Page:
April 22, 2012
The United Nations has declared water a basic human right, saying that “the human right to water entitles everyone to sufficient, safe, acceptable, physically accessible and affordable water for personal and domestic uses.” Many hold similar views as the UN, while others differ in opinion and think water is a privilege not a right. As the human population increases alongside the demand for clean, safe sources of water, this issue will only escalate in significance and severity. Humanity as a whole must answer the question: Is water a privilege or a right?
Currently access to safe drinking water is not universal. With almost 900 million people lacking access and more than 1.5 million children annually dying due to this reason, the United Nations has recognized clean water and sanitation as “integral to the realization of all human rights.” Providing access to drinking water does not have a simple solution; when dealing with the right of humans to access water: political, social, economic, and industrial changes are needed. At the 2011 United College London (UCL) Annual Conference, the issue of water security was brought up and concluded that the global North cannot simply expect the South to generate access to clean drinking water. For the most part water abuse comes from the North and the South is the region in need of more clean drinking water. Many believe the global North should treat water as a commodity since they tend to overuse water and are not penalized for doing so. With this implementation, water may be better conserved in the North which may help the South receive economic deductions to increase clean water access.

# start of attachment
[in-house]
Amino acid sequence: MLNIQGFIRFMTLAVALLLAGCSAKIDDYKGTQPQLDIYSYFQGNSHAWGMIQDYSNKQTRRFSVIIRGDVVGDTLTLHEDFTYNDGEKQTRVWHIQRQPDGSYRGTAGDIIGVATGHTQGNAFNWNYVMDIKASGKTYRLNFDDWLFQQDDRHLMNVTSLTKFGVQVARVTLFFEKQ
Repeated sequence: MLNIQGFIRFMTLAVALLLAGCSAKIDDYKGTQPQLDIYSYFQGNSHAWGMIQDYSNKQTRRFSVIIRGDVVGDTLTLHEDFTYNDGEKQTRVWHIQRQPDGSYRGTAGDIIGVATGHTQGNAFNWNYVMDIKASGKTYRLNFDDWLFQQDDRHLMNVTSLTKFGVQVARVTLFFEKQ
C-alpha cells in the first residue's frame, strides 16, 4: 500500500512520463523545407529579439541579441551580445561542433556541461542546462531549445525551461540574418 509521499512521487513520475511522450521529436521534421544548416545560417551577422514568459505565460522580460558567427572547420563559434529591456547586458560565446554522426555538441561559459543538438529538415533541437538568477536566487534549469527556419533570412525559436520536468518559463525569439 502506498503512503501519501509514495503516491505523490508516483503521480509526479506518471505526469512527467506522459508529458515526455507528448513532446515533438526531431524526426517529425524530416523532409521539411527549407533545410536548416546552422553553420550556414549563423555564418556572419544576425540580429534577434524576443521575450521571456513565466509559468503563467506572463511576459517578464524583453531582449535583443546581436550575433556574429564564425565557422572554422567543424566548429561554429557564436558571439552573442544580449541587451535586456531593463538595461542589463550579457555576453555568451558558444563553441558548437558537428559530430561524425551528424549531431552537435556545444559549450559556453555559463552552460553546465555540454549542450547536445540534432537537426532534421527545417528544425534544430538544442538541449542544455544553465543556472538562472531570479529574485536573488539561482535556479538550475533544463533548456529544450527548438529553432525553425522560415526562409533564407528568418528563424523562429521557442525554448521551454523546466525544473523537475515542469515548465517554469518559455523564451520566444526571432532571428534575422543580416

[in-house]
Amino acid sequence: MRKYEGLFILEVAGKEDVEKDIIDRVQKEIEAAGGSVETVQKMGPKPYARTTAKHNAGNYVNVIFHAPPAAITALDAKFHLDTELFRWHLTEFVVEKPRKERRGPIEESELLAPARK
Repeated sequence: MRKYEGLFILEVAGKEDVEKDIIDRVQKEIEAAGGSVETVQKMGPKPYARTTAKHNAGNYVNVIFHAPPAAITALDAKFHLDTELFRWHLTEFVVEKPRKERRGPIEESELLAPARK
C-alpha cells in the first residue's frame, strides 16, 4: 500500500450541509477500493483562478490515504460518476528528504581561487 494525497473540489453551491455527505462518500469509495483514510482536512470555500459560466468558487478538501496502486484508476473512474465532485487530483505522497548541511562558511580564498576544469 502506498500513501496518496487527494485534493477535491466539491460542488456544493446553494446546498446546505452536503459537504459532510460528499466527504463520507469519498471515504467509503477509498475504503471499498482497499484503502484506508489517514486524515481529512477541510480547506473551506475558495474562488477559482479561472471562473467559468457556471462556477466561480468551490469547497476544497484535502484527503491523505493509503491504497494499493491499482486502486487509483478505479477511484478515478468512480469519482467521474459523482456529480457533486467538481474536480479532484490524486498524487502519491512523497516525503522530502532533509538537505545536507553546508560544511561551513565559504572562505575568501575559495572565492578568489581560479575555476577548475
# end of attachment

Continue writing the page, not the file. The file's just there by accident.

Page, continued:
Many take the opposite view on this issue, arguing that water is a privilege and treating water as such does not violate basic human rights. Specifically, some take the stance that water is a simple human need, not a right we all hold. One argument that supports this stance is water privatization. Some believe that the government should not hold the responsibility for providing adequate water to its civilians. Because the privatization of water has been successful before, where companies control the supply and accessibility to water, people cannot assume they are entitled to clean water without paying a price. Also, it is arguable that the number of people living in the world today without access to clean drinking water is proof enough that water is a privilege not a right. History has shown that many people do not have access to safe drinking water, and this issue will only become more severe as human population increases alongside demand. In fact, the number of people currently without access to clean drinking water totals the number of people living in the US, Canada, Argentina, Chile, Singapore, United Arab Emirates, France, Germany, England, Italy, Spain, Japan, Australia and Norway. Thus, critics argue that water is a privilege, because it is not sustainable to treat water as a right where it will become more difficult to supply as we progress into the future.
For those who see water as a privilege, their idea generally revolves around keeping sustainability of the resource. We see water being abused daily through agriculture and private consumption. According to Maslow’s hierarchy of needs, water is a basic physiological right that is essential for survival. Allowing people access to clean drinking water would not set up a system of abuse, but would rather create a need for stricter guidelines. Fracking for example could become a safer practice after the creation of more regulation, because the risk of water source contamination would decrease as water quality and technology improve. If water is granted to everyone, we would see a growing need for protection. Consequently, the enforcement of stricter guidelines and policies would be needed to ensure the well-being of mankind.
Connor Schroeder and Albert Perez are undergraduates in the USC Dana and David Dornsife College of Letters, Arts and Sciences.